• Biogeochemical cyclesBiogeochemical Cycle : the cycling of chemical elements required by life between the living and nonliving parts of the environment. Some examples of these chemical elements are H2O, P, S, N2, O2 and C. OrBiogeochemical cycles: the movement (or cycling) of matter through a system
    • Biogeochemical CycleThese elements cycle in either a gas cycle or a sedimentary cycle; some cycle as both a gas and sediment.
    • Biogeochemical CycleGas Cycles: SedimentaryCarbon PhosphorusNitrogen SulfurOxygen
    • Biogeochemical Cycle• In a gas cycle elements move through the atmosphere. Main reservoirs are the atmosphere and the ocean.• In a sedimentary cycle elements move from land to water to sediment. Main reservoirs are the soil and sedimentary rocks.
    • Biogeochemical cyclesIn general... we can subdivide the Earth system into:atmospherehydrospherelithospherebiosphere
    • Biogeochemical cyclesElements (carbon, nitrogen, oxygen) or molecules (water)so the movement of matter (for example carbon) between these parts of the system is, practically speaking, a biogeochemical cycle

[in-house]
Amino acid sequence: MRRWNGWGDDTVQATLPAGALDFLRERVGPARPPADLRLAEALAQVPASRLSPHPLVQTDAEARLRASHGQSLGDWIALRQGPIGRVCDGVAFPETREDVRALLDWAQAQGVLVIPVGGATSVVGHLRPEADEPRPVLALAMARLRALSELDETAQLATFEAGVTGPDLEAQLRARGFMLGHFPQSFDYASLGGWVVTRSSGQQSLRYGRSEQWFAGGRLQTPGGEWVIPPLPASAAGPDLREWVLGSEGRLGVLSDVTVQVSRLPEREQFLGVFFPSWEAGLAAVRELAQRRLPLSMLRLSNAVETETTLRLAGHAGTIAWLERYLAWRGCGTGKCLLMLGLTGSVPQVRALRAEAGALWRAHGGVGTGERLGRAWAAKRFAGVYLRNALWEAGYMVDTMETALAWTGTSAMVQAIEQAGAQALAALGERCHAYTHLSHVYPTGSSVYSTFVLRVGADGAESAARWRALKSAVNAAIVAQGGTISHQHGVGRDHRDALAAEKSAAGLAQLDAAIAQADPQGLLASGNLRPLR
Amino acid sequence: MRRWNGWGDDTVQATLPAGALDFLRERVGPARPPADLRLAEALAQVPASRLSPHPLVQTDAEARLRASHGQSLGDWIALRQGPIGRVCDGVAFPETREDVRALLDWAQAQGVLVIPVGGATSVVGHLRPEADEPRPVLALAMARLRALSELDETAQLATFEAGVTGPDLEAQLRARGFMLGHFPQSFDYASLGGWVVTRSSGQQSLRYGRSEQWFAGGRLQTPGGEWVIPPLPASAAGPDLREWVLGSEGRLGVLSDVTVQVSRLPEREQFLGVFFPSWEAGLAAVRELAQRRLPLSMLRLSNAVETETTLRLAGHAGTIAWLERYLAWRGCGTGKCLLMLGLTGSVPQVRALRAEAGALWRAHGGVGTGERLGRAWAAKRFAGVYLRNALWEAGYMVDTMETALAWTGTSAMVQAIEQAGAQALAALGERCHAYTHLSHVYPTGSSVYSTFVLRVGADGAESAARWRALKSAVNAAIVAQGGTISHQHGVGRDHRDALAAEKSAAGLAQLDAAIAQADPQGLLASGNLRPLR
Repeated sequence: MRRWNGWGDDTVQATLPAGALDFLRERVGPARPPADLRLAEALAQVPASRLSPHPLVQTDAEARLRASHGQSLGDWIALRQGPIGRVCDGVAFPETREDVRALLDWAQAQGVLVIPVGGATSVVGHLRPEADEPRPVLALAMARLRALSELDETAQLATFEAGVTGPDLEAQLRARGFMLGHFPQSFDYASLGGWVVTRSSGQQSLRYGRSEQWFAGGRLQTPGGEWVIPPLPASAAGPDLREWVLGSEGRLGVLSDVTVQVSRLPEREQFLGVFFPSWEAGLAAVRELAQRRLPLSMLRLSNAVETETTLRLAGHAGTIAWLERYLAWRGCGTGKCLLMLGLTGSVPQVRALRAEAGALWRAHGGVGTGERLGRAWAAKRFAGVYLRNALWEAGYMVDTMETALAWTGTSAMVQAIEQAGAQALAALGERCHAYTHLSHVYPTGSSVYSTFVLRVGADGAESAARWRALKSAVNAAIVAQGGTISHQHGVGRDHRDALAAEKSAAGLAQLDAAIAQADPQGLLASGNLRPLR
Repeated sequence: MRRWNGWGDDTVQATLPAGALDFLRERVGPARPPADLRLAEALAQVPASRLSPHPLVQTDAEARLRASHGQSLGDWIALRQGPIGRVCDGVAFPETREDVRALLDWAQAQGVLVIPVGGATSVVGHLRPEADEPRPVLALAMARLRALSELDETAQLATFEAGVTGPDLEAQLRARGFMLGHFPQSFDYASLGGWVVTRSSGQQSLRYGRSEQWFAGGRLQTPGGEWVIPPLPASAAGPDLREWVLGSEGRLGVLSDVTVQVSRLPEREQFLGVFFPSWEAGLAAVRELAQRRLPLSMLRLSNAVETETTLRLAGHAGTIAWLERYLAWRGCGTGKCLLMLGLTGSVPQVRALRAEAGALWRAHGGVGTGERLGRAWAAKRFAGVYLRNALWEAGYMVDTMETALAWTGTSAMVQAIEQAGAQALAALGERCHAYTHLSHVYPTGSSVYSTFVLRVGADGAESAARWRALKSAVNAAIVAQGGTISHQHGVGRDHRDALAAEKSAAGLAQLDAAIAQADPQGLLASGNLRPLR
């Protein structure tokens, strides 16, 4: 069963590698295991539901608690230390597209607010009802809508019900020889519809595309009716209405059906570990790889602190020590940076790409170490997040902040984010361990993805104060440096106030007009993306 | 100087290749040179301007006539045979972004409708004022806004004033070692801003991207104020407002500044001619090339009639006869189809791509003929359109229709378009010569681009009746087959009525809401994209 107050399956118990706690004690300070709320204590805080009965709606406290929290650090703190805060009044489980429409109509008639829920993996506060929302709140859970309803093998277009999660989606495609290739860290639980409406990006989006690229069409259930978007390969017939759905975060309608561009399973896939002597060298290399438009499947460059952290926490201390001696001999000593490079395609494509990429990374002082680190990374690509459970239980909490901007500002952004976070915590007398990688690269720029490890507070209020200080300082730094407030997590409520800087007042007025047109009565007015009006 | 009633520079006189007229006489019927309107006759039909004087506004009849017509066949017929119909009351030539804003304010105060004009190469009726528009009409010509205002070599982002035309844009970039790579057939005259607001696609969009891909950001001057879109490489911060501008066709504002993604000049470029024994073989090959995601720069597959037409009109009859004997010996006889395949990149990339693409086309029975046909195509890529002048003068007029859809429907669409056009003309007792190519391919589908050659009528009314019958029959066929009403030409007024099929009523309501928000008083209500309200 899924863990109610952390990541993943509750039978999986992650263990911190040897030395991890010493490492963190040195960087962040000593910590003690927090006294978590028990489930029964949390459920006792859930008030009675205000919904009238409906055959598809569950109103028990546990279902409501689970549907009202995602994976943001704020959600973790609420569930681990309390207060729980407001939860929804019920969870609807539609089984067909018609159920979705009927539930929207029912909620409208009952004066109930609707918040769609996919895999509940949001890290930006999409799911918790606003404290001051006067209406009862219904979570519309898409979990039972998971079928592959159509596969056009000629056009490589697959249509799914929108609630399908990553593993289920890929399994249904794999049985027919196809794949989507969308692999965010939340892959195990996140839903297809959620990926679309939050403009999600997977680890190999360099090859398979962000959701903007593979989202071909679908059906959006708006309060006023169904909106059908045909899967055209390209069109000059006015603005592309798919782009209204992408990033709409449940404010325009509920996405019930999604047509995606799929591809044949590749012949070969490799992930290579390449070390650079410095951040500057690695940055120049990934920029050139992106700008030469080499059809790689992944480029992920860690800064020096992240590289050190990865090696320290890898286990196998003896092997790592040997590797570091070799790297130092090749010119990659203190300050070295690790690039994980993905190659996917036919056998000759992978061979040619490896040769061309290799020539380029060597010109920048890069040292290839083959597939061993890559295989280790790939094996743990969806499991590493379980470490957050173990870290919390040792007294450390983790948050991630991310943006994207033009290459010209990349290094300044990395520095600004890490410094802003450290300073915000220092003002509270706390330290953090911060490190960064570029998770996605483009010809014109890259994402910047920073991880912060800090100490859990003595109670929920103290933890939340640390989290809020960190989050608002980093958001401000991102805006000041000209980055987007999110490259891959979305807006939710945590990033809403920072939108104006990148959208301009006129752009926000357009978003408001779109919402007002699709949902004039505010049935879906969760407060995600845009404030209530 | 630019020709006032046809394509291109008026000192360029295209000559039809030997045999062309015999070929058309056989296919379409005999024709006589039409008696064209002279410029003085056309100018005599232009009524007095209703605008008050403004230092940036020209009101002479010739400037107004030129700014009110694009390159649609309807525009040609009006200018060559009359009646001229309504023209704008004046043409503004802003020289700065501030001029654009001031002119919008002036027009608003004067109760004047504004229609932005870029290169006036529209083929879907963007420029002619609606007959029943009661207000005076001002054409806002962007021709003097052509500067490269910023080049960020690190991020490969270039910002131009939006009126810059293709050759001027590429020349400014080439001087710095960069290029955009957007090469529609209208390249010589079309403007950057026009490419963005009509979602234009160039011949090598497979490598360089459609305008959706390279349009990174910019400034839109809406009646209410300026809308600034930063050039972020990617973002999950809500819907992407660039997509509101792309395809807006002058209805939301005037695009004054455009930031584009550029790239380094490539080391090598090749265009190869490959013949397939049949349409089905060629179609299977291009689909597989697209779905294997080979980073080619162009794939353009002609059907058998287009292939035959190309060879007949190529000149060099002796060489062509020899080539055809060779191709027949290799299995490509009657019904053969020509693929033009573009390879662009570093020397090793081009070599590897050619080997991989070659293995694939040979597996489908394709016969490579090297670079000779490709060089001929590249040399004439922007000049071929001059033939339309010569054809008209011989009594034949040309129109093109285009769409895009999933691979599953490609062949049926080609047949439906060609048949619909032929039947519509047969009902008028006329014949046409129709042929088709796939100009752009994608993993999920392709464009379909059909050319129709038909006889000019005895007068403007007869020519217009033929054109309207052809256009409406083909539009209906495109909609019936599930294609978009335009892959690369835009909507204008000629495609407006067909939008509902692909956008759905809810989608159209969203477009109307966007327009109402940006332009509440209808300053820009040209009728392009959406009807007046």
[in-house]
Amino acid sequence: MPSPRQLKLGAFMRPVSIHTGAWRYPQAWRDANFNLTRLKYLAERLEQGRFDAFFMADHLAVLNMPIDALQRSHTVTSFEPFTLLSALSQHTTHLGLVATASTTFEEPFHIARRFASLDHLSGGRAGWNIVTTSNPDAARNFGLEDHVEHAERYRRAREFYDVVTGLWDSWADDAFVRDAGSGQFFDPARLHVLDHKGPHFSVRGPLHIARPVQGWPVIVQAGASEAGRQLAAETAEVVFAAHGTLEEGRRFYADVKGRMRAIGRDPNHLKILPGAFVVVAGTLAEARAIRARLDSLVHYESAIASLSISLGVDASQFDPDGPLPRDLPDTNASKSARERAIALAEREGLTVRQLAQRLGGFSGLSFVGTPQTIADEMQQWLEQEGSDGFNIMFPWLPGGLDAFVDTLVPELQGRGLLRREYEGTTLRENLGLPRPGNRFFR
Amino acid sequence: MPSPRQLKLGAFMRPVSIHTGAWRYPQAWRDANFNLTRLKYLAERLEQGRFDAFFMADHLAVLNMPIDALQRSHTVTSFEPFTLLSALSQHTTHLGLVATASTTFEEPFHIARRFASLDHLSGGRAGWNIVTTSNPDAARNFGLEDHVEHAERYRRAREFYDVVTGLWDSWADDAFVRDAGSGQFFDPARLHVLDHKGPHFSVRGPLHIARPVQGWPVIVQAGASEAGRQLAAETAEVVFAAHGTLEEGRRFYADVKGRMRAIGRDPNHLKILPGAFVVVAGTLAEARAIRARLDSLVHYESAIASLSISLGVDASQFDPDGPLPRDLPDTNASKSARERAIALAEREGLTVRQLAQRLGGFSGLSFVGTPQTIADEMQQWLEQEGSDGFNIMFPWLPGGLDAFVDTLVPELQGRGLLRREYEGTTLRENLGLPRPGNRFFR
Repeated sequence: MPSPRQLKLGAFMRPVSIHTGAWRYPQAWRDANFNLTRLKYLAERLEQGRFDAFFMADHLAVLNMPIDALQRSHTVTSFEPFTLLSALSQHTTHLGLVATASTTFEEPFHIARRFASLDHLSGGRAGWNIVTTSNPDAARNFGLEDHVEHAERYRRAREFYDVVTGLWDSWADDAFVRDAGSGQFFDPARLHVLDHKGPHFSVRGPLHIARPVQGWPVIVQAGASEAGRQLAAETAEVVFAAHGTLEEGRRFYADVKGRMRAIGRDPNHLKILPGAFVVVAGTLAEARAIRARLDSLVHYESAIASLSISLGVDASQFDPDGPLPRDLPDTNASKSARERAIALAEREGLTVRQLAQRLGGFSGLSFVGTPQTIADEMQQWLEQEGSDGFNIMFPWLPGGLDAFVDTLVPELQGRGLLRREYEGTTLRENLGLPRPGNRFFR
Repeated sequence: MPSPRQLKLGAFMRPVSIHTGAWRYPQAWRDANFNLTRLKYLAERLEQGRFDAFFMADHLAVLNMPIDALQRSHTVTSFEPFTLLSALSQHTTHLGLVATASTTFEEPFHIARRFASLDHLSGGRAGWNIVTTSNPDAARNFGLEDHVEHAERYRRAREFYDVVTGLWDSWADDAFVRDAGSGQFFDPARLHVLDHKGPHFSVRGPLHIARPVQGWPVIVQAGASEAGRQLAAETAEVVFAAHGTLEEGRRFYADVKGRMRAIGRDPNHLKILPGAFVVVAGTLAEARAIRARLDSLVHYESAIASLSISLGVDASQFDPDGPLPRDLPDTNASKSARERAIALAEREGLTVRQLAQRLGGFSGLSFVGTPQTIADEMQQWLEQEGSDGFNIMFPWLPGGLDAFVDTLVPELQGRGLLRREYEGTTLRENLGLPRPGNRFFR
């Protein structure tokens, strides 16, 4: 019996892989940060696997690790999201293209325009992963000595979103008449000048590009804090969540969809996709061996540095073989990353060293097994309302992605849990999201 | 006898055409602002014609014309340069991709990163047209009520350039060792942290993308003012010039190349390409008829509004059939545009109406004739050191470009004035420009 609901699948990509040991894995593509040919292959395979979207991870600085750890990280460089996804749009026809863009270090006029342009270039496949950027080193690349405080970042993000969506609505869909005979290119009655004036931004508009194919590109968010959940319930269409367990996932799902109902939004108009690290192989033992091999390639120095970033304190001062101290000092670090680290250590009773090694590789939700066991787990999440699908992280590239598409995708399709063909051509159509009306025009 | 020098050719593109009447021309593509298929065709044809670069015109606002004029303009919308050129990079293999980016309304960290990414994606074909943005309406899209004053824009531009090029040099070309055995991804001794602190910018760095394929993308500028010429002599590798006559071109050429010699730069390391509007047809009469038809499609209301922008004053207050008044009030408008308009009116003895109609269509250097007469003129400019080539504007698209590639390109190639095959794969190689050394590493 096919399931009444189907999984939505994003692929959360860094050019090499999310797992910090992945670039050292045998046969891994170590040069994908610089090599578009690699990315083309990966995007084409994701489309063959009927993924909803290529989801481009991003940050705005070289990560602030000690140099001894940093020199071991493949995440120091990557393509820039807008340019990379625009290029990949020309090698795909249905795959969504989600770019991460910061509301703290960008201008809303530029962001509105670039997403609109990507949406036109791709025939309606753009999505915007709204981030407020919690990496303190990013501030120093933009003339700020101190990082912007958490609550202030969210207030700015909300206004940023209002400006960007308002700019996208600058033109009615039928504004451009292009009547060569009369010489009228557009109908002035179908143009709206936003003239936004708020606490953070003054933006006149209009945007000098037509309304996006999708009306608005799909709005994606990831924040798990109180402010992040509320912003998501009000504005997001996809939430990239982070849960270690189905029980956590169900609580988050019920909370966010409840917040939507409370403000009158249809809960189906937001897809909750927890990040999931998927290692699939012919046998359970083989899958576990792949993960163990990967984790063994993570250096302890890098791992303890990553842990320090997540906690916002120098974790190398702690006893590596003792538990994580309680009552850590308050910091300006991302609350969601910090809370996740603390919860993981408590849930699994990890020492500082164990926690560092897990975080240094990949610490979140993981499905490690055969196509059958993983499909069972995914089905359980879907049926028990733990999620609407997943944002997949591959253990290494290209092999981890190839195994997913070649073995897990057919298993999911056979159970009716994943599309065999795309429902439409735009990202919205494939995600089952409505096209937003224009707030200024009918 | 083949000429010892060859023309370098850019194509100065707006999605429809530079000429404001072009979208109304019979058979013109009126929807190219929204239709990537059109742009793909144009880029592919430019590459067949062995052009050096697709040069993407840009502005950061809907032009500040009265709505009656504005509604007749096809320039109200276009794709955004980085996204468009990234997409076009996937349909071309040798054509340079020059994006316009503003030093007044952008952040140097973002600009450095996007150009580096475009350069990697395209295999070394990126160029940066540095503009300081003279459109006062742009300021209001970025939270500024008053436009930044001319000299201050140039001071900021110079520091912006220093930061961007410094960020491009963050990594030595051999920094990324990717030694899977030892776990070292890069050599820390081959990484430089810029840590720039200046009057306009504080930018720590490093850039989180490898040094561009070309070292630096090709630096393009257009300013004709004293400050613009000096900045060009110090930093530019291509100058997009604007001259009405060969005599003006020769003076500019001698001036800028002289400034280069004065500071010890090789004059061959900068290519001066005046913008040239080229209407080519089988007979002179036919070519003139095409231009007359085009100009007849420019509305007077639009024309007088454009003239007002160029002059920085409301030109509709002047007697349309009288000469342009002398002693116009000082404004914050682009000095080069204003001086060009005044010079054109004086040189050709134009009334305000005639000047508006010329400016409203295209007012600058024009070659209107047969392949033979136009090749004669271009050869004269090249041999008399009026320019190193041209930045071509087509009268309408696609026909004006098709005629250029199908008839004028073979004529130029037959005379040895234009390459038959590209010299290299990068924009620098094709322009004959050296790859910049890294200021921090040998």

• Biogeochemical cyclesThe Cycling Elements: macronutrients : required in relatively large amounts "big six": carbon hydrogen oxygen nitrogen phosphorous sulfur
    • Biogeochemical cyclesother macronutrients: potassium calcium iron magnesium
    • Biogeochemical cyclesmicronutrients : required in very small amounts, (but still necessary) boron (green plants) copper (some enzymes) molybdenum (nitrogen-fixing bacteria)
    • Biogeochemical cyclesBiogeochemical cycles are part of the larger cycles that describe the functioning of the whole Earth (not just the surface parts)
    • Biogeochemical cyclesGeological cycle consists of: tectonic cycle rock cycle hydrologic cycle biogeochemical cycles
    • Biogeochemical cyclesThe hydrologic cycle and the biogeochemical cycles. These are the cycles in which humans interact the most
    • The hydrologic cycle
    • The hydrologic cycle